May 30, 2024

This coverage is made possible through a partnership with Grist and Interlochen Public Radio in Northern Michigan.

Wildfires in western and central Canada spread rapidly this week, forcing thousands of people to evacuate, with smoke billowing into the Midwest and prompting air quality warnings in several states, a reminder of last year’s smoky conditions.

“You looked outside and buildings more than a few blocks away started to look like smoke,” said Matt Taraldsen, the supervising meteorologist at the Minnesota Pollution Control Agency in St. Louis. Paul. “You could definitely see the smoke outside, you could smell it, you could even taste it in the morning. It was really bad.”

Climate change is a major contributor to longer and more often wildfire seasons and exacerbations air pollution due to smoking.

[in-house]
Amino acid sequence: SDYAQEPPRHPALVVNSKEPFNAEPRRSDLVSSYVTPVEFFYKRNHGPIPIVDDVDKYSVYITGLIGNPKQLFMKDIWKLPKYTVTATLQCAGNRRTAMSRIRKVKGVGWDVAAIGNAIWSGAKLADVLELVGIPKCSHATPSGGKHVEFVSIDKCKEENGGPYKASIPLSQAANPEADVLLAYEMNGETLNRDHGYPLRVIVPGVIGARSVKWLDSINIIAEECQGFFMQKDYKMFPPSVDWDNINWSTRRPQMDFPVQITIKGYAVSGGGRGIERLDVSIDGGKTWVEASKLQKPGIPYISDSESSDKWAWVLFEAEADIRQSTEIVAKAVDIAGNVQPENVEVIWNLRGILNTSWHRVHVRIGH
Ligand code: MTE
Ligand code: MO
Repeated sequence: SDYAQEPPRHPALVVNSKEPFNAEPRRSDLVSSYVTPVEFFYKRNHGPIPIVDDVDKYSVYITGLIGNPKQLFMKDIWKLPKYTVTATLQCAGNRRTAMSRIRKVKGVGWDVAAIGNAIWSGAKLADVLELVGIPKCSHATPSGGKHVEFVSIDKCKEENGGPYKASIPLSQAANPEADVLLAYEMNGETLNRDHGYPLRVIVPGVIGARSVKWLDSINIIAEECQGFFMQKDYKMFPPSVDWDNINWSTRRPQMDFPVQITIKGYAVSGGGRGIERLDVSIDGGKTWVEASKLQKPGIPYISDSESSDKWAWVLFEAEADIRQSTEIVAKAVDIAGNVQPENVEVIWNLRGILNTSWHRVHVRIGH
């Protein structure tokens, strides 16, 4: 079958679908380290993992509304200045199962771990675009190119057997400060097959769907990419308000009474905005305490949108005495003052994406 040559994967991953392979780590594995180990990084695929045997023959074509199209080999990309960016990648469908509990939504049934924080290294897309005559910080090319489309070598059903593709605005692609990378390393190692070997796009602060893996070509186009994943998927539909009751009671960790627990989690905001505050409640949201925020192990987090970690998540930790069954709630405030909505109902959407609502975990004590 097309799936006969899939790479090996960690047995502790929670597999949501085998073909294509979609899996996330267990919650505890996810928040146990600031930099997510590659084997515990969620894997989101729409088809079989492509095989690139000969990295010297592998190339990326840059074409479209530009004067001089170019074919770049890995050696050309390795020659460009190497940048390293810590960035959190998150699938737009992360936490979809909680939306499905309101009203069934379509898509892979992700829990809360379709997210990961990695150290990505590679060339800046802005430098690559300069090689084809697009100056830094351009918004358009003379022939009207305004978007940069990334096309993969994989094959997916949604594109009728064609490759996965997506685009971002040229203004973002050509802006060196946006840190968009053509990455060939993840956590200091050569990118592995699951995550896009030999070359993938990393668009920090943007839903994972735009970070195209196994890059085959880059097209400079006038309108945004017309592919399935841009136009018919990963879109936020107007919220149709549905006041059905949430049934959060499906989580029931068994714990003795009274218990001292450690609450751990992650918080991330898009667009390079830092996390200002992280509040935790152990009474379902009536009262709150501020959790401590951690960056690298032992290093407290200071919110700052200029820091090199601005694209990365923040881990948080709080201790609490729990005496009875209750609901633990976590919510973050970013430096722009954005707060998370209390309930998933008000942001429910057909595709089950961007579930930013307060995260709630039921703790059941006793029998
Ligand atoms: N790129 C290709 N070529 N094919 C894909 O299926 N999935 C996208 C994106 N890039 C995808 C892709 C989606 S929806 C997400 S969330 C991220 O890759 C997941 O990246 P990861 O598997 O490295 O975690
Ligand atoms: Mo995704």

Dry conditions and high winds drive these fires to Canada’s warmest winter on record. Some are “zombie fires” which started last season and smoldered underground during the winter and reignited this spring.

“It’s so crunchy out there,” said Jennifer Smith, the national warning preparedness meteorologist for the Meteorological Service of Canada.

Last year, Canada experienced its worst wildfire season on record; round 45 million hectares burned and over 235,000 people were forced to evacuate. This month, Canada introduced a new marker on its air quality index specifically for wildfires – until now the scale was one to 10, but now there is a 10-plus, indicating extremely poor air quality.

“We issue this particular advisory when it’s at a 10-plus, and that’s because of wildfire smoke,” Smith said. “So it’s really just to emphasize how dangerous the situation is.”

In 2023, parts of the Midwest and Northeast United States has some of the worst air quality in the world. Taraldsen said the checking of the air quality index has become part of many people’s daily routines.